The Oregon State Beavers find themselves in familiar territory this spring as they are mired in a quarterback competition between junior Sean Mannion and senior Cody Vaz. Injuries forced a quarterback shuffle in 2012 and opened the door for Vaz to compete for the starting job in his final season. But if Mike Riley and Beavers hope to take the next step in 2013, Mannion must be the under center.
Mannion is the prototypical quarterback. At 6-foot-5, he is tall with a big arm and nice accuracy to make all the throws Oregon State will need him to make next season. He is big and strong and already won this quarterback competition last season. Mannion’s best is simply better that Vaz’s best.
The problem, of course, was that Mannion didn’t always show his best in 2012. In eight starts, Mannion completed 64.7 percent of his passes for 2,446 yards and threw 15 touchdown passes but also threw 13 interceptions. His uneven play led to him riding the bench during the Beavers’ bowl game, but could be attributed to the knee injury that got Vaz into the starting lineup to begin with.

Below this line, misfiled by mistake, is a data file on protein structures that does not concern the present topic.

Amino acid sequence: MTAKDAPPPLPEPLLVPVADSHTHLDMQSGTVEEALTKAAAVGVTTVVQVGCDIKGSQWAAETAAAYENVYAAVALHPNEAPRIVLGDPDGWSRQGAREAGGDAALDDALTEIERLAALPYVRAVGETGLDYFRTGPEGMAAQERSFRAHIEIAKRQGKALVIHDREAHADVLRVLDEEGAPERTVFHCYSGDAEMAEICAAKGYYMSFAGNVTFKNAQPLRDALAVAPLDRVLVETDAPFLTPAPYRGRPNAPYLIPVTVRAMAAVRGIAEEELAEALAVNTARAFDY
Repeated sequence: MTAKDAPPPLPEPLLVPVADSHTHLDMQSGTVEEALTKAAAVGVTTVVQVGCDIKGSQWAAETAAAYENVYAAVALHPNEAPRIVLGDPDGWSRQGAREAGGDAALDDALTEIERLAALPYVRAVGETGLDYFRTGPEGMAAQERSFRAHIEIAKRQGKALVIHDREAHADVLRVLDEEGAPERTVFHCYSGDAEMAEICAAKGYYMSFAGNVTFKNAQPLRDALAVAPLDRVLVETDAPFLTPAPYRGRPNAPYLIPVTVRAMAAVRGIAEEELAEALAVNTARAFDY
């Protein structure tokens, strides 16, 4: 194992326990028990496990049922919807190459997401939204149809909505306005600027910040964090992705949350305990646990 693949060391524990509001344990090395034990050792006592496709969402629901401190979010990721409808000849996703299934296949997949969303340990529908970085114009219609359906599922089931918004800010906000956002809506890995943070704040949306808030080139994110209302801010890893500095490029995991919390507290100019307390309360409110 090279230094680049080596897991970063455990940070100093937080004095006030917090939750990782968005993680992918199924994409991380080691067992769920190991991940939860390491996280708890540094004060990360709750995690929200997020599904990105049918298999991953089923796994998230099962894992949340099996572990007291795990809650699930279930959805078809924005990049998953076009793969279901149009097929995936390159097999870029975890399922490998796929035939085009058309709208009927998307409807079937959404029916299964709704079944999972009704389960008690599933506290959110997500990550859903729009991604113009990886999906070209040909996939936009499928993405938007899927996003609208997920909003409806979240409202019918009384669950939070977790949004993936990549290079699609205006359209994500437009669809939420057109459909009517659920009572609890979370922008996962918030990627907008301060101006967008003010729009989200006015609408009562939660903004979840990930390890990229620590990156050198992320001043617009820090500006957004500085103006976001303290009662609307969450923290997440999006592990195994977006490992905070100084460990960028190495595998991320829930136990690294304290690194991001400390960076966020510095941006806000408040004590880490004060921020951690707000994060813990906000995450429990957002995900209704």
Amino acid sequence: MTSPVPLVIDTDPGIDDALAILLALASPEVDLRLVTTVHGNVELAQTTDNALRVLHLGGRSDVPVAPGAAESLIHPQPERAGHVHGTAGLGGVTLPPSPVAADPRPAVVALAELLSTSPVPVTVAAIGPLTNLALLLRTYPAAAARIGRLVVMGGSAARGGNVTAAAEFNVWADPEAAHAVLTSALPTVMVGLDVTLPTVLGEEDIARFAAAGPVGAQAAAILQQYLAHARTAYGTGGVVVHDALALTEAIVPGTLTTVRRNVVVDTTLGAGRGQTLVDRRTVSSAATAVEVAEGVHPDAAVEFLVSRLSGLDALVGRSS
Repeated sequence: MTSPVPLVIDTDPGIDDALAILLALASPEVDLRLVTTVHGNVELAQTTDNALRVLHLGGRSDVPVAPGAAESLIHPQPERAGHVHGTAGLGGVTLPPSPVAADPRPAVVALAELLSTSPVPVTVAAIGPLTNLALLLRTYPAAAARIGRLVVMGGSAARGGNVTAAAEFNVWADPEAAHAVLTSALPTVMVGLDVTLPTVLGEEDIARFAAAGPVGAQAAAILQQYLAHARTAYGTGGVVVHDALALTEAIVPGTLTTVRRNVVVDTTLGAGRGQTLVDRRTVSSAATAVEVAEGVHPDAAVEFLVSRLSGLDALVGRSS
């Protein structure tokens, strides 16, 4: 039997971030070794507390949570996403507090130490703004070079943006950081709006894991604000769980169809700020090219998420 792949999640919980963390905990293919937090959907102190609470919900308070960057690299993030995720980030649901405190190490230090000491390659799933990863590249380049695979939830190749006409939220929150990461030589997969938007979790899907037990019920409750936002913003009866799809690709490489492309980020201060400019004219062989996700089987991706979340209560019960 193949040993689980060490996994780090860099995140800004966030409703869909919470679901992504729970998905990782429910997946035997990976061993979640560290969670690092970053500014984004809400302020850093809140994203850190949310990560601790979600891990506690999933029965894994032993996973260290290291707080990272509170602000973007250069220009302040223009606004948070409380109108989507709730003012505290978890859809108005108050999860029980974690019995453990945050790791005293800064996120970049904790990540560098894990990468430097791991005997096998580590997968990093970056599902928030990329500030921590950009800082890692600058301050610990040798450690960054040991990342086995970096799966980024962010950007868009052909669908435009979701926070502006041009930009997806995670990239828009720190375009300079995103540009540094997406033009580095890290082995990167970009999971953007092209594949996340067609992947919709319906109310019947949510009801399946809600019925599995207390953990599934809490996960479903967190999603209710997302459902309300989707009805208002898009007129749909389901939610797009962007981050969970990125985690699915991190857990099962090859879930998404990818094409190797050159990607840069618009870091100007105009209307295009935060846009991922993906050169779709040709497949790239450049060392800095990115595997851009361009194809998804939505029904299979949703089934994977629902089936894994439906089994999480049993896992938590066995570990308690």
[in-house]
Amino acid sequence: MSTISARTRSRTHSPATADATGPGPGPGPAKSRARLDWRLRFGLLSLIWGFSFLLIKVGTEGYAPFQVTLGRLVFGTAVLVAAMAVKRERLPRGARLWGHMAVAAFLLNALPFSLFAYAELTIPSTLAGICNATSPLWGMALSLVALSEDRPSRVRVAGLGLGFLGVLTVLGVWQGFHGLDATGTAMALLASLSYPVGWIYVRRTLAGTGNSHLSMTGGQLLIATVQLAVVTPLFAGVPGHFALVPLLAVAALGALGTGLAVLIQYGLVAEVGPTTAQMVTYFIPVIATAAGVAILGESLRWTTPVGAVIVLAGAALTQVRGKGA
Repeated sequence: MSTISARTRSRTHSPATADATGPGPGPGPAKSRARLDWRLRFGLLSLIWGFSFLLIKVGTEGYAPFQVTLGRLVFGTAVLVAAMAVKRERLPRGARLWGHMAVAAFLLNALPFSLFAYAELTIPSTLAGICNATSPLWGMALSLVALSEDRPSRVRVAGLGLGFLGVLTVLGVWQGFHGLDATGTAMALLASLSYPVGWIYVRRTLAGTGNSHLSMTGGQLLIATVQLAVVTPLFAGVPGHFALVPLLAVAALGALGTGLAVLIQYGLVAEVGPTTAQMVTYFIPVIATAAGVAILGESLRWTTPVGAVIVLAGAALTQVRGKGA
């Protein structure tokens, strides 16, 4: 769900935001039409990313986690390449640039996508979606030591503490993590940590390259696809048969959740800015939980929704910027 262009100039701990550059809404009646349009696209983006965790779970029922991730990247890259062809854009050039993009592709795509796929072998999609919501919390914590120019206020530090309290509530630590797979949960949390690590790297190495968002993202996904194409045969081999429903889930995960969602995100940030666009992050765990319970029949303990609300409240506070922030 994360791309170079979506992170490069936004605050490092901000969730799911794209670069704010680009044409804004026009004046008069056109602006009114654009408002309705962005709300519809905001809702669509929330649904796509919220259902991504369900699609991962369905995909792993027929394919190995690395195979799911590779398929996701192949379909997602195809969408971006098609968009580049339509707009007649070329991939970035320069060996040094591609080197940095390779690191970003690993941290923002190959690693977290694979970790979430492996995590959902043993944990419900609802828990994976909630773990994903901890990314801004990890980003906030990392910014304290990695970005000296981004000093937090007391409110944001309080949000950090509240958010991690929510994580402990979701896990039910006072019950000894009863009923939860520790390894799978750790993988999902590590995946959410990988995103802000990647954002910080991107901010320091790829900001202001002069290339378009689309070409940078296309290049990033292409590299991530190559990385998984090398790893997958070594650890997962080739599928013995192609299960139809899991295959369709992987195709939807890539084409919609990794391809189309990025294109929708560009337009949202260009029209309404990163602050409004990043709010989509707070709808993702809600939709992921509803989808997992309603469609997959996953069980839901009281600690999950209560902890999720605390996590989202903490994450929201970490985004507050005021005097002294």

In the first three games of the season, before Mannion injured his knee against the Washington State Cougars, the then-sophomore completed 82-of-127, good for a 64.6 completion percentage, for 1,088 yards with six touchdowns and just one interception.That performance pushed Oregon State to a 3-0 start with a home win over the Wisconsin Badgers and road wins over the UCLA Bruins and Arizona Wildcats.
Taking a closer look, 11 of Mannion’s 13 interceptions came in three games: against WSU when he hurt his knee, against the Washington Huskies when he rushed back from the knee injury and against the Oregon Ducks late in the season. Outside of those three poor performances, two of which could be directly attributed to the knee injury, Mannion displayed excellent ball security.
With a full offseason to get truly healthy, Mannion shouldn’t be hindered by the knee and Riley can rely on him to play more like he did in his first three games last season. His ability to make plays down the field in the passing game will be vital to the Beavers’ chances of making a run at the Pac 12 North division title and a spot in the Pac 12 Championship game.
Cody Vaz is a solid option at quarterback who doesn’t make a lot of mistakes with the football. But his ceiling maxes out at “pretty good,” which isn’t enough to get it done for Oregon State in 2013. In a hyper-competitive division with two likely top-five teams to overcome, Sean Mannion is the only choice for Oregon State.